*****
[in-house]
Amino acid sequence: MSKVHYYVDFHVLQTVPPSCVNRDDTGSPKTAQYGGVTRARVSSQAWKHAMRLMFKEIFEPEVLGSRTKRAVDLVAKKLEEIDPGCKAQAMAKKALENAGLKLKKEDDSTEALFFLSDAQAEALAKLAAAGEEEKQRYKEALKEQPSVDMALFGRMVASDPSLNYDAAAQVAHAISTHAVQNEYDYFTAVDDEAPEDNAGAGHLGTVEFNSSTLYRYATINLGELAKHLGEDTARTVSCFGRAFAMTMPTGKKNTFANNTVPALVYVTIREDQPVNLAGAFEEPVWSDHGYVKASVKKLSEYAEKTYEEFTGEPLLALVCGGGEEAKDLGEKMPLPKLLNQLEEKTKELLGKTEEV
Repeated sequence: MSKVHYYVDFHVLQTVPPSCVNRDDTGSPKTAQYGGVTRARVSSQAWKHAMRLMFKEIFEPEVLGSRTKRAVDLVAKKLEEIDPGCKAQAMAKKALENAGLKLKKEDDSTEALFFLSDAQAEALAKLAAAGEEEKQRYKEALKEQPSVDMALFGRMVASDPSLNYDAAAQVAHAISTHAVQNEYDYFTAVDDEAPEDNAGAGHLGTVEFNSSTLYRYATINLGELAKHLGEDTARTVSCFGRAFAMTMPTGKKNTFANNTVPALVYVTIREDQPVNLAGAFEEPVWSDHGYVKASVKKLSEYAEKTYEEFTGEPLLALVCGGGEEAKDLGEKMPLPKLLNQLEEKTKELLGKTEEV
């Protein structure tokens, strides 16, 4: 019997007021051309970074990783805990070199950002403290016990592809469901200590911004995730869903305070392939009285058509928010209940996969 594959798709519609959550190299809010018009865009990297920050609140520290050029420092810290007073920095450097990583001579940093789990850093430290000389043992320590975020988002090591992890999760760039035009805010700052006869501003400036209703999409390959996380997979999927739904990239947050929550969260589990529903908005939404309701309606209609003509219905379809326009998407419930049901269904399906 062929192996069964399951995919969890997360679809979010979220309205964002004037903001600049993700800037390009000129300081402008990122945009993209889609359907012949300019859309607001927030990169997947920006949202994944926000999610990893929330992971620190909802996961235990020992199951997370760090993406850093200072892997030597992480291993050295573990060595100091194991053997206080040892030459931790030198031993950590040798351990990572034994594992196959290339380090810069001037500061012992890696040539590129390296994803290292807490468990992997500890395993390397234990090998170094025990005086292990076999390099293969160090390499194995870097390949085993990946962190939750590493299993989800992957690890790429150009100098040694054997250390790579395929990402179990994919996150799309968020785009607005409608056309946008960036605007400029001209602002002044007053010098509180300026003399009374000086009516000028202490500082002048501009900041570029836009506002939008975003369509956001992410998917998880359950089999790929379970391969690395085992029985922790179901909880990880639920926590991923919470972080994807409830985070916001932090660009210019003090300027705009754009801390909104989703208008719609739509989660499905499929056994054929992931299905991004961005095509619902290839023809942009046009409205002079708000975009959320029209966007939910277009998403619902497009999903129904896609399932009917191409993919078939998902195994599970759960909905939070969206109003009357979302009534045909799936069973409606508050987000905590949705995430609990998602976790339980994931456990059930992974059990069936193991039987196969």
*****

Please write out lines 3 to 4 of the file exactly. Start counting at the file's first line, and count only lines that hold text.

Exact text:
Repeated sequence: MSKVHYYVDFHVLQTVPPSCVNRDDTGSPKTAQYGGVTRARVSSQAWKHAMRLMFKEIFEPEVLGSRTKRAVDLVAKKLEEIDPGCKAQAMAKKALENAGLKLKKEDDSTEALFFLSDAQAEALAKLAAAGEEEKQRYKEALKEQPSVDMALFGRMVASDPSLNYDAAAQVAHAISTHAVQNEYDYFTAVDDEAPEDNAGAGHLGTVEFNSSTLYRYATINLGELAKHLGEDTARTVSCFGRAFAMTMPTGKKNTFANNTVPALVYVTIREDQPVNLAGAFEEPVWSDHGYVKASVKKLSEYAEKTYEEFTGEPLLALVCGGGEEAKDLGEKMPLPKLLNQLEEKTKELLGKTEEV
């Protein structure tokens, strides 16, 4: 019997007021051309970074990783805990070199950002403290016990592809469901200590911004995730869903305070392939009285058509928010209940996969 594959798709519609959550190299809010018009865009990297920050609140520290050029420092810290007073920095450097990583001579940093789990850093430290000389043992320590975020988002090591992890999760760039035009805010700052006869501003400036209703999409390959996380997979999927739904990239947050929550969260589990529903908005939404309701309606209609003509219905379809326009998407419930049901269904399906 062929192996069964399951995919969890997360679809979010979220309205964002004037903001600049993700800037390009000129300081402008990122945009993209889609359907012949300019859309607001927030990169997947920006949202994944926000999610990893929330992971620190909802996961235990020992199951997370760090993406850093200072892997030597992480291993050295573990060595100091194991053997206080040892030459931790030198031993950590040798351990990572034994594992196959290339380090810069001037500061012992890696040539590129390296994803290292807490468990992997500890395993390397234990090998170094025990005086292990076999390099293969160090390499194995870097390949085993990946962190939750590493299993989800992957690890790429150009100098040694054997250390790579395929990402179990994919996150799309968020785009607005409608056309946008960036605007400029001209602002002044007053010098509180300026003399009374000086009516000028202490500082002048501009900041570029836009506002939008975003369509956001992410998917998880359950089999790929379970391969690395085992029985922790179901909880990880639920926590991923919470972080994807409830985070916001932090660009210019003090300027705009754009801390909104989703208008719609739509989660499905499929056994054929992931299905991004961005095509619902290839023809942009046009409205002079708000975009959320029209966007939910277009998403619902497009999903129904896609399932009917191409993919078939998902195994599970759960909905939070969206109003009357979302009534045909799936069973409606508050987000905590949705995430609990998602976790339980994931456990059930992974059990069936193991039987196969």